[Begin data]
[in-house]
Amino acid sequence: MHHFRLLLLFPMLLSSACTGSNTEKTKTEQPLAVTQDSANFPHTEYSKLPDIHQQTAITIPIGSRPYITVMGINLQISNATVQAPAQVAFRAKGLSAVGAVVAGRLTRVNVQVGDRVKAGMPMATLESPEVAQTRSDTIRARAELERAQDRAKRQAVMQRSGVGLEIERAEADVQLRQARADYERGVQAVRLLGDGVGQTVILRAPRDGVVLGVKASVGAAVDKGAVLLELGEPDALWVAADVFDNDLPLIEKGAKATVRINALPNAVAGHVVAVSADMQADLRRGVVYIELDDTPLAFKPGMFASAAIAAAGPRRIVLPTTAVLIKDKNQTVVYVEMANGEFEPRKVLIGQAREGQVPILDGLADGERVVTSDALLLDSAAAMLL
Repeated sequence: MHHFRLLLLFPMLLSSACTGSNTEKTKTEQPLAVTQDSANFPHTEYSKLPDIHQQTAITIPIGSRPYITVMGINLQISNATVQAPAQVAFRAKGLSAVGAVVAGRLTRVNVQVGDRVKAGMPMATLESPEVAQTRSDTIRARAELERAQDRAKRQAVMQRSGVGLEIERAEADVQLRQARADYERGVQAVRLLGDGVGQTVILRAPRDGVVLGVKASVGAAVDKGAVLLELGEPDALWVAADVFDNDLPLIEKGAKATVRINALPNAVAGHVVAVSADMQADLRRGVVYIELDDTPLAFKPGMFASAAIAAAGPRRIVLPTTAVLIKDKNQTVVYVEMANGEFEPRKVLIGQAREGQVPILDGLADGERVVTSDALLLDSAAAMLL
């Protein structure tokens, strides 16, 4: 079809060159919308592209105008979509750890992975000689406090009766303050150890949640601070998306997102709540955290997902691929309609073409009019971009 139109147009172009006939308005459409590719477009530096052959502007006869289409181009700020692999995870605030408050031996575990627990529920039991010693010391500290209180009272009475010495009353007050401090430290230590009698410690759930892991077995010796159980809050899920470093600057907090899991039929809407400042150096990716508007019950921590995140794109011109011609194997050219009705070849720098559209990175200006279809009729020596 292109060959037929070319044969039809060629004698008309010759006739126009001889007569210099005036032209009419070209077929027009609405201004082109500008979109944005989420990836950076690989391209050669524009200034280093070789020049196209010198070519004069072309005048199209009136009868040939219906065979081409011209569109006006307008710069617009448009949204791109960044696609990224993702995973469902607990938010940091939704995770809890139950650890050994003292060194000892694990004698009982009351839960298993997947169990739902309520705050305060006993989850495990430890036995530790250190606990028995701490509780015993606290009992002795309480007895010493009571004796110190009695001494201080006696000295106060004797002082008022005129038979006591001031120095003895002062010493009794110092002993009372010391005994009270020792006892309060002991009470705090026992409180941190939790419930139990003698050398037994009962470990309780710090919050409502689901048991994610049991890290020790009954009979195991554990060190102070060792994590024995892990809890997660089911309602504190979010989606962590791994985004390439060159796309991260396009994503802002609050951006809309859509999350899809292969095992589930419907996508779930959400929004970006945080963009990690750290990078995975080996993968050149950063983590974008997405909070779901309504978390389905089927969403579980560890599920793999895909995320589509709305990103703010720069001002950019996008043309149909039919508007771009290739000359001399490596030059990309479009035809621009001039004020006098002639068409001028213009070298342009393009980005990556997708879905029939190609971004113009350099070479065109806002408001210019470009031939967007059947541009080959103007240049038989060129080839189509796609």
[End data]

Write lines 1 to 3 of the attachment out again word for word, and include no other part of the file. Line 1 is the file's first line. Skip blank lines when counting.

[in-house]
Amino acid sequence: MHHFRLLLLFPMLLSSACTGSNTEKTKTEQPLAVTQDSANFPHTEYSKLPDIHQQTAITIPIGSRPYITVMGINLQISNATVQAPAQVAFRAKGLSAVGAVVAGRLTRVNVQVGDRVKAGMPMATLESPEVAQTRSDTIRARAELERAQDRAKRQAVMQRSGVGLEIERAEADVQLRQARADYERGVQAVRLLGDGVGQTVILRAPRDGVVLGVKASVGAAVDKGAVLLELGEPDALWVAADVFDNDLPLIEKGAKATVRINALPNAVAGHVVAVSADMQADLRRGVVYIELDDTPLAFKPGMFASAAIAAAGPRRIVLPTTAVLIKDKNQTVVYVEMANGEFEPRKVLIGQAREGQVPILDGLADGERVVTSDALLLDSAAAMLL
Repeated sequence: MHHFRLLLLFPMLLSSACTGSNTEKTKTEQPLAVTQDSANFPHTEYSKLPDIHQQTAITIPIGSRPYITVMGINLQISNATVQAPAQVAFRAKGLSAVGAVVAGRLTRVNVQVGDRVKAGMPMATLESPEVAQTRSDTIRARAELERAQDRAKRQAVMQRSGVGLEIERAEADVQLRQARADYERGVQAVRLLGDGVGQTVILRAPRDGVVLGVKASVGAAVDKGAVLLELGEPDALWVAADVFDNDLPLIEKGAKATVRINALPNAVAGHVVAVSADMQADLRRGVVYIELDDTPLAFKPGMFASAAIAAAGPRRIVLPTTAVLIKDKNQTVVYVEMANGEFEPRKVLIGQAREGQVPILDGLADGERVVTSDALLLDSAAAMLL